Miles W. Roberts, DS Smith Plc - Group Chief Executive & Executive Director [10]




Adrian R. T. Marsh, DS Smith Plc - Group Finance Director & Executive Director [11]


I don't know if you're waving, making a bid or...


Robert Chantry, Joh. Berenberg, Gossler & Co. KG, Research Division - Analyst [12]


All right. Rob Chantry, Berenberg. Just a couple of questions from me. Firstly, on volumes, GBP 74 million increase in corrugated volumes on the kind of waterfall chart, but only GBP 7 million kind of growth in EBIT as a result of that, implying quite a low drop-through. I think in the past few years, that drop-through has been 25% to 30%. Can you just talk through why that drop-through is different and how we should think about it going forward?

And then, secondly, U.S. Indiana facility, obviously, a huge project. Lots of CapEx going in, 1/3 of capacity being added. Can you talk about how that should feed through the U.S. numbers in terms of ramp-up? I think there's a comment talking about $15 million-or-so ramp-up costs. But then, clearly, if you've got scope to add 1/3 to the size of the business there, how that maps out in terms of when you expect it to reach efficiency, production, et cetera.


Miles W. Roberts, DS Smith Plc - Group Chief Executive & Executive Director [13]


Last one again on the drop-through.


Adrian R. T. Marsh, DS Smith Plc - Group Finance Director & Executive Director [14]


Yes, so drop-through, box drop-through will drop through as you'd expect. There is an impact on recycling where the volume -- the revenue from recycling being impacted. In China, that's a much lower contribution business as you'd expect. But the gross box drop-through will be as you would expect, it will be offset by other volumes. We can bridge that for you if you wish, Rob, later.


Miles W. Roberts, DS Smith Plc - Group Chief Executive & Executive Director [15]


We'll give further bridge after this, but the box volume's all intact. It's just a set of recycler, which has fallen. The other side of that, in turn, is it goes into the paper side. So we can get the benefit there so -- and with Indiana, I said -- we've always said we're starting this in October. There is a ramp-up. We think it will reach breakeven in the very early part of the new financial year when it's been up and running for 6, 7 months. It's all on plan for that. Obviously, we've highlighted to people, this is one of the issues.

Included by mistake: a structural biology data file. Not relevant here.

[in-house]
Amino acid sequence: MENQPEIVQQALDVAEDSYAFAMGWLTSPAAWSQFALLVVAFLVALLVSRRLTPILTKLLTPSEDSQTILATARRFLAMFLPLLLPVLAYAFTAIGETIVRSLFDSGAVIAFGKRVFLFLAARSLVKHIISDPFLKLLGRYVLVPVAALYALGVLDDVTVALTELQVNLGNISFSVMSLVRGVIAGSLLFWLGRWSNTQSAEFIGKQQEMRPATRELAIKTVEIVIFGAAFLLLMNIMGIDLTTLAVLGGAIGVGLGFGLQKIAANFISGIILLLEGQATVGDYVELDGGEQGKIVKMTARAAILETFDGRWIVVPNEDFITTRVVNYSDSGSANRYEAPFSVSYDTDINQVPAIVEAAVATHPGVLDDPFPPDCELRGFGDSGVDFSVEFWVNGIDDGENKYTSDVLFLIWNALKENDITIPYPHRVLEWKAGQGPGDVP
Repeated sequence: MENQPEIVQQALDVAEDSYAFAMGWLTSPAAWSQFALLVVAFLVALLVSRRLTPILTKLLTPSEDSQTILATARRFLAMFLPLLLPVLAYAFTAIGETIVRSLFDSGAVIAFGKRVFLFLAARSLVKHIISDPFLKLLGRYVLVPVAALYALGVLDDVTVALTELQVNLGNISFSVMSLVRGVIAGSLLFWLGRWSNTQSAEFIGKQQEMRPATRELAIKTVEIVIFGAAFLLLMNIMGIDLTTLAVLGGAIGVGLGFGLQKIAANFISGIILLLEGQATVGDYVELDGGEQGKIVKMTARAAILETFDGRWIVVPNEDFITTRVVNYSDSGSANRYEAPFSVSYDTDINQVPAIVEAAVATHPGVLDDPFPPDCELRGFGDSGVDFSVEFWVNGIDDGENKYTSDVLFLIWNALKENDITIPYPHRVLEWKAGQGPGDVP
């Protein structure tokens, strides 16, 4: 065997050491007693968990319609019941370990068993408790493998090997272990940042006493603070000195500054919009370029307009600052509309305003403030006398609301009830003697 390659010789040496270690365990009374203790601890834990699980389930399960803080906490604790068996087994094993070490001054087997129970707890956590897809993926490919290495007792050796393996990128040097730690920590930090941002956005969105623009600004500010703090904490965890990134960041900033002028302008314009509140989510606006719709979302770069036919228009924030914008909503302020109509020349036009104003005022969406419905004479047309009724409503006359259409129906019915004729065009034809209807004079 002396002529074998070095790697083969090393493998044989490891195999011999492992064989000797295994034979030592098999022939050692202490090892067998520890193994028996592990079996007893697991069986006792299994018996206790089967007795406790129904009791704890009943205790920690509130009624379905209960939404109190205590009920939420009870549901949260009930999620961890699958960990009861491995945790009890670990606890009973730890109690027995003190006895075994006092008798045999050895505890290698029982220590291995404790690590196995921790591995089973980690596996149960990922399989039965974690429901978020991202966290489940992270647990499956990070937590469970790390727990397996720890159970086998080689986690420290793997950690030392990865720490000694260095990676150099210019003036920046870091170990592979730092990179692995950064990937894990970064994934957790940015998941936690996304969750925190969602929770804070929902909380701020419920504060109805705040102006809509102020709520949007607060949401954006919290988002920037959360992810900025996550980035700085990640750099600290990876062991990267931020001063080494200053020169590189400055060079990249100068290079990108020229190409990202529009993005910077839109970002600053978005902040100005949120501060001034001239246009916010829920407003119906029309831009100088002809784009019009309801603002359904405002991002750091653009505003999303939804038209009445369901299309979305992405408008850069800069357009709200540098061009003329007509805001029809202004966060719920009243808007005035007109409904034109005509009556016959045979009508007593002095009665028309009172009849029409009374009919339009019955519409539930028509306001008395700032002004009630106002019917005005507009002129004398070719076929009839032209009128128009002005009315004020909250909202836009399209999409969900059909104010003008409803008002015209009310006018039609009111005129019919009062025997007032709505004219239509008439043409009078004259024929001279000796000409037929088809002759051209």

It does -- when it's running at full tilt, which won't be for probably 3 years, it could be 3.5, something like that, it does provide a substantial expansion on our existing capabilities.

The reason we're building new is our customers there, to put it bluntly, they want the solutions that they can get in Europe. And for that, you need sort of assets that we have in Europe, whether it's on the ability to really produce performance-based packaging, digital printing, et cetera, all of the CapEx is all in our numbers. It has been. We spent a considerable amount this year, that's in our numbers. It's in the guidance for next year. Actually reduction on underlying CapEx this year despite the new construction. And we think this could give us very good -- enable us to supply the demand that's coming to us in the U.S., in our highest margin business as well. We do have a paper mill there because in the U.S., there isn't really free paper capacity like there is in Europe. So we've got the security of supply. It does mean a ramp-up in our paper production there. But as you can imagine, the margins on all of that feed-through is -- are very strong there -- are very strong, indeed. That's why we're building it.

And as I said in the presentation, the -- we're preselling the volume now. We're already going out and talking to customers. But of course, these are customers we talk before we even decided to build it. These are the customers that said, if you come, we will reward you with this business and they've done that. These are the customers when we said we're going to Iberia, they said we will reward you because there's nobody else who can supply these solutions. So it's a very consistent model, and frankly, we can't wait to bring it onstream.


Justin Joseph Jordan, Exane BNP Paribas, Research Division - Analyst [16]


Justin Jordan from Exane. I've got 3 quick questions, please. Firstly, I guess, on Slide 6, your EBIT bridge. You've got GBP 174 million positive sales price/mix in fiscal '19. I think from memory, GBP 204 million in prior years so that's cumulative GBP 378 million over a 2-year period. Can you just give us some idea if that's basically the impact of 8% to 10% box price increases over that 2-year period? I'm just trying to work out the operational gearing of the box price movement to the business going forward. Appreciate you've got a larger scale with Europac, but it would imply that possibly every 1% in box prices pre any offset is about GBP 45 million of EBIT. Can you just confirm that?